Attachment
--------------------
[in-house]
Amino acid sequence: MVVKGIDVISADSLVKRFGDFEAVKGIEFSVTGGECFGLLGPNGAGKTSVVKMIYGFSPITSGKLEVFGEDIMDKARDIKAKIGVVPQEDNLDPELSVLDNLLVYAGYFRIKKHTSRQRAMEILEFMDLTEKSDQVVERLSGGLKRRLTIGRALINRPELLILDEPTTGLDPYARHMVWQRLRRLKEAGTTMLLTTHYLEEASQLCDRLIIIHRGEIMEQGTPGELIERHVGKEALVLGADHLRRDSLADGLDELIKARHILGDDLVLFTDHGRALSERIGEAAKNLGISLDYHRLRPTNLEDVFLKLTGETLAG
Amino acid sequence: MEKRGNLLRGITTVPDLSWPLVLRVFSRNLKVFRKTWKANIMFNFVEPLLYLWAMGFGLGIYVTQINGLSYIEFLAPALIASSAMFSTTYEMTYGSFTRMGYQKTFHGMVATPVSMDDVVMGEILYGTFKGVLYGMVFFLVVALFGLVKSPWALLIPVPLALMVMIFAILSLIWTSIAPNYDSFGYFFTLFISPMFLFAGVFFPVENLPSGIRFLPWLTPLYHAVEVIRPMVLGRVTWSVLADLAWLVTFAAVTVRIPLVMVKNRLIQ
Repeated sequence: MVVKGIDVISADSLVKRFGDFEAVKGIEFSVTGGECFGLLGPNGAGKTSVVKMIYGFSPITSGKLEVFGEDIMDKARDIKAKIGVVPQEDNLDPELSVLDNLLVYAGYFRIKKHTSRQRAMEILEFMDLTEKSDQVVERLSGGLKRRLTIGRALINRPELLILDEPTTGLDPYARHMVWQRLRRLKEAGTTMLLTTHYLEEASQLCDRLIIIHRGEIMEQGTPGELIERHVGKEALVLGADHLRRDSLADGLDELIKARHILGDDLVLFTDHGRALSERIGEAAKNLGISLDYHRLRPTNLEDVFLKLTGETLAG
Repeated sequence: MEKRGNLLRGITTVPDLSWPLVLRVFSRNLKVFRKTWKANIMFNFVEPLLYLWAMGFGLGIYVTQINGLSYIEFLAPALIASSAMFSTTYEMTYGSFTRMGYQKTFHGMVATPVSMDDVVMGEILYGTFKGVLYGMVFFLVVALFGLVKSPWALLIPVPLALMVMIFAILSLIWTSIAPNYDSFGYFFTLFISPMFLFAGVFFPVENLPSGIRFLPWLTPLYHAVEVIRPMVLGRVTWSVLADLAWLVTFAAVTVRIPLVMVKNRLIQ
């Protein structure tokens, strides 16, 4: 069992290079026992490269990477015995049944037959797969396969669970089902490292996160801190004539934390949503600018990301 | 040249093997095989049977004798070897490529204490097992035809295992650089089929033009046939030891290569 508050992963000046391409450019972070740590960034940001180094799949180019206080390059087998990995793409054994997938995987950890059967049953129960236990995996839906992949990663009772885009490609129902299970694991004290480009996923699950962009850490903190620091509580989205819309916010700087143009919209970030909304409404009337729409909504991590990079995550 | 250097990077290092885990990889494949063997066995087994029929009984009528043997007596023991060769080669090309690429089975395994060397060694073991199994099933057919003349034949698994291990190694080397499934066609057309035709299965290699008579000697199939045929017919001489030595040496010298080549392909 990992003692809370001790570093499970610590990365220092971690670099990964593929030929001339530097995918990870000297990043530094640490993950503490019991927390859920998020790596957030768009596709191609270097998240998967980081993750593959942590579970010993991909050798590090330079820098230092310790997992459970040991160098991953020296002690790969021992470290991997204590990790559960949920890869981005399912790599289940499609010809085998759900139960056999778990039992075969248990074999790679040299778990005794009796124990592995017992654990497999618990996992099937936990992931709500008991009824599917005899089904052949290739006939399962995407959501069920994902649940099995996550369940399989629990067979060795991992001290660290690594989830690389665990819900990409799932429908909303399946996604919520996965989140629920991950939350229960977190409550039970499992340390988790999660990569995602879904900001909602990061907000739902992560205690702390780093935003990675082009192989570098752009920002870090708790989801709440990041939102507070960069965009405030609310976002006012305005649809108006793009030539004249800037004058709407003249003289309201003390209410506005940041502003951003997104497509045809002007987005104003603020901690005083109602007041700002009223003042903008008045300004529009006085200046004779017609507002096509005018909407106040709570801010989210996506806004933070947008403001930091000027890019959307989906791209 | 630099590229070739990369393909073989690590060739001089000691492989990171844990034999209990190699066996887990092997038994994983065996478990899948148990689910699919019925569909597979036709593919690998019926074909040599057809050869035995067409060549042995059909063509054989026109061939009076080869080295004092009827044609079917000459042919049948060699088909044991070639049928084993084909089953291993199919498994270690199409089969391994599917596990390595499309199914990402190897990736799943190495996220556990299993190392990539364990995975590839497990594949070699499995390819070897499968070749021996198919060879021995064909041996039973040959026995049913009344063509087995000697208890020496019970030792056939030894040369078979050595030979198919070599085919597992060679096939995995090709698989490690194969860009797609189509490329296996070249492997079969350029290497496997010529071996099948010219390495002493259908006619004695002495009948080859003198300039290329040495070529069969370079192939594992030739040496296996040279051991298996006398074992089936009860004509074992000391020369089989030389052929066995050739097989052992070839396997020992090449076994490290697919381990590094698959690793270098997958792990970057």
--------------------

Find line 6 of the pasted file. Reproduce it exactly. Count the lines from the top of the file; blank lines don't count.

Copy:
């Protein structure tokens, strides 16, 4: 069992290079026992490269990477015995049944037959797969396969669970089902490292996160801190004539934390949503600018990301 | 040249093997095989049977004798070897490529204490097992035809295992650089089929033009046939030891290569 508050992963000046391409450019972070740590960034940001180094799949180019206080390059087998990995793409054994997938995987950890059967049953129960236990995996839906992949990663009772885009490609129902299970694991004290480009996923699950962009850490903190620091509580989205819309916010700087143009919209970030909304409404009337729409909504991590990079995550 | 250097990077290092885990990889494949063997066995087994029929009984009528043997007596023991060769080669090309690429089975395994060397060694073991199994099933057919003349034949698994291990190694080397499934066609057309035709299965290699008579000697199939045929017919001489030595040496010298080549392909 990992003692809370001790570093499970610590990365220092971690670099990964593929030929001339530097995918990870000297990043530094640490993950503490019991927390859920998020790596957030768009596709191609270097998240998967980081993750593959942590579970010993991909050798590090330079820098230092310790997992459970040991160098991953020296002690790969021992470290991997204590990790559960949920890869981005399912790599289940499609010809085998759900139960056999778990039992075969248990074999790679040299778990005794009796124990592995017992654990497999618990996992099937936990992931709500008991009824599917005899089904052949290739006939399962995407959501069920994902649940099995996550369940399989629990067979060795991992001290660290690594989830690389665990819900990409799932429908909303399946996604919520996965989140629920991950939350229960977190409550039970499992340390988790999660990569995602879904900001909602990061907000739902992560205690702390780093935003990675082009192989570098752009920002870090708790989801709440990041939102507070960069965009405030609310976002006012305005649809108006793009030539004249800037004058709407003249003289309201003390209410506005940041502003951003997104497509045809002007987005104003603020901690005083109602007041700002009223003042903008008045300004529009006085200046004779017609507002096509005018909407106040709570801010989210996506806004933070947008403001930091000027890019959307989906791209 | 630099590229070739990369393909073989690590060739001089000691492989990171844990034999209990190699066996887990092997038994994983065996478990899948148990689910699919019925569909597979036709593919690998019926074909040599057809050869035995067409060549042995059909063509054989026109061939009076080869080295004092009827044609079917000459042919049948060699088909044991070639049928084993084909089953291993199919498994270690199409089969391994599917596990390595499309199914990402190897990736799943190495996220556990299993190392990539364990995975590839497990594949070699499995390819070897499968070749021996198919060879021995064909041996039973040959026995049913009344063509087995000697208890020496019970030792056939030894040369078979050595030979198919070599085919597992060679096939995995090709698989490690194969860009797609189509490329296996070249492997079969350029290497496997010529071996099948010219390495002493259908006619004695002495009948080859003198300039290329040495070529069969370079192939594992030739040496296996040279051991298996006398074992089936009860004509074992000391020369089989030389052929066995050739097989052992070839396997020992090449076994490290697919381990590094698959690793270098997958792990970057």